We are on Day Two of our Black “Girl” History Month.
Today we will be celebrating Mrs. Henrietta Lacks.
Mrs. Lacks was a poor black farmer born August 1, 1920. She visited John Hopkins Hospital in 1951 with complaints of vaginal bleeding and was diagnosed with cervical cancer. The cells retrieved from her biopsy were sent to a lab for testing. The sample was received and tested by a virus and cancer researcher named Dr. George Gey. Dr. Gey discovered that Mrs. Lacks cells were unique as they did not die as all other samples in his lab had, but her cells instead doubled. Dr. Gey found Mrs. Lacks’ cells doubled every 20 to 24 hours. Mrs. Lacks cells, nickname HeLa cells, are still used today to study cancer treatment in the hopes of discovering a cure.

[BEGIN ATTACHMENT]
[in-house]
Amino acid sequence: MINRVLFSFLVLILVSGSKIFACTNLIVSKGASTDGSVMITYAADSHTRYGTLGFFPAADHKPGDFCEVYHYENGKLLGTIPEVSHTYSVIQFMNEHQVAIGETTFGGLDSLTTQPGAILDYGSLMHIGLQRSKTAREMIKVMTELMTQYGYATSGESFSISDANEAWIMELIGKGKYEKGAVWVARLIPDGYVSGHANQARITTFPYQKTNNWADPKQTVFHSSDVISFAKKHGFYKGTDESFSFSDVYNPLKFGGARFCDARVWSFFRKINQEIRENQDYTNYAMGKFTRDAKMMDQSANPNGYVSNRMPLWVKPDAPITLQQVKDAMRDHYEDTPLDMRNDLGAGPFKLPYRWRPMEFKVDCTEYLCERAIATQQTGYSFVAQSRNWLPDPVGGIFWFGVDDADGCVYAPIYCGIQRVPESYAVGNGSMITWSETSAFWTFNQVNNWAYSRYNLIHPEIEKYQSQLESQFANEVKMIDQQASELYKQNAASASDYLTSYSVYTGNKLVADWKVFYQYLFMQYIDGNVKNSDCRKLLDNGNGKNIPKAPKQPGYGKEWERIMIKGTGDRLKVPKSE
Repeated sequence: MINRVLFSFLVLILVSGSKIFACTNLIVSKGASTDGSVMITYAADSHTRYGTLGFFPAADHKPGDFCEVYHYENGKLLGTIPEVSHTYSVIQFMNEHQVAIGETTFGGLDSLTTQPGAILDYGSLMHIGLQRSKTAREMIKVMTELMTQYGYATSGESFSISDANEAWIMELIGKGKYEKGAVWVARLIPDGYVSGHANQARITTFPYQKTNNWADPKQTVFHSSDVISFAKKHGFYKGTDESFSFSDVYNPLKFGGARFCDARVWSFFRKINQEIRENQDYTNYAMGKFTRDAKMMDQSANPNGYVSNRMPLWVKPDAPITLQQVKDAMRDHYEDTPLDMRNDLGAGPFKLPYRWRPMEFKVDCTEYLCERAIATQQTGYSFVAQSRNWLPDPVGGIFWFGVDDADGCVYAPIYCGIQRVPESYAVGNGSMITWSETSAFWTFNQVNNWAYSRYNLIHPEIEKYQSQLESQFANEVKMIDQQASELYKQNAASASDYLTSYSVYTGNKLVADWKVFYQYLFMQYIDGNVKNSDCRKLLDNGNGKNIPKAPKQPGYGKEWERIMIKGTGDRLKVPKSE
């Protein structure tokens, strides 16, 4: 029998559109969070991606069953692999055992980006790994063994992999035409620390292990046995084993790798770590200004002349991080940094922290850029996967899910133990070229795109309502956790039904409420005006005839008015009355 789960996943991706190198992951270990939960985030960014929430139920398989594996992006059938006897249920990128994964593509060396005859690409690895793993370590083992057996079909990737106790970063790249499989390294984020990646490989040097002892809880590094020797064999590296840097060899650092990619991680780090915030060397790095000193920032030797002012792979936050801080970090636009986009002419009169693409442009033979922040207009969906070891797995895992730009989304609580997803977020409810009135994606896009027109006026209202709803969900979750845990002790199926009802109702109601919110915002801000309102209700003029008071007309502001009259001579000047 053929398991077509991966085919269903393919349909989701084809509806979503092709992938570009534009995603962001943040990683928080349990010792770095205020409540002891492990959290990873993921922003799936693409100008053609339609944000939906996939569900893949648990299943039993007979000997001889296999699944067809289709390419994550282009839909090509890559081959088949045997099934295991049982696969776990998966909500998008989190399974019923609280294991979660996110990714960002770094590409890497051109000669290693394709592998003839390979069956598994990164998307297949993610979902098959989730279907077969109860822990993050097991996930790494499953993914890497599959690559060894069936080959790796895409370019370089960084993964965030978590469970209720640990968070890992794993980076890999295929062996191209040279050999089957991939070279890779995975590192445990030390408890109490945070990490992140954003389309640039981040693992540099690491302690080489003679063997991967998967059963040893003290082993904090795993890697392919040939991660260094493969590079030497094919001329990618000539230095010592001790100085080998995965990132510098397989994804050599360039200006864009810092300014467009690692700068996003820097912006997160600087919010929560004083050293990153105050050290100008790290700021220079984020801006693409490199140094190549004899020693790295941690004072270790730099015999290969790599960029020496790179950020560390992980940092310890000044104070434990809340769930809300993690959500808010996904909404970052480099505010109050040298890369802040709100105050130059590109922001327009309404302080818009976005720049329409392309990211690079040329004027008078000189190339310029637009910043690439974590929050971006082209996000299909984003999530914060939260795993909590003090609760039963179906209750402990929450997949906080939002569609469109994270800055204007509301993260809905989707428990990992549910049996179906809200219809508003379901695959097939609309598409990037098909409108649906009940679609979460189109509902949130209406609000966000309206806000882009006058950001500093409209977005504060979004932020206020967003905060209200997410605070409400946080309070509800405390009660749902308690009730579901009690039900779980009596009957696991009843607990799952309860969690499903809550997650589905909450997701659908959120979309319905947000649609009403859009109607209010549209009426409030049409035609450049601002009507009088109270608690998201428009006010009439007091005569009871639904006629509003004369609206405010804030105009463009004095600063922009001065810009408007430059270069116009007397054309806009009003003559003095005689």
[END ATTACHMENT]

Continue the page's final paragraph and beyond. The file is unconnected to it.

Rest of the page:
Mrs. Lacks passed away October 4, 1951 at the age of 31, but her cells remain alive til this day. Thanks to Mrs. Lacks, there has been great advancement in the study of cancer treatment. If you would like to learn more about Mrs. Henrietta Lacks, there is a book honoring her life titled The Immortal Life of Henrietta Lacks.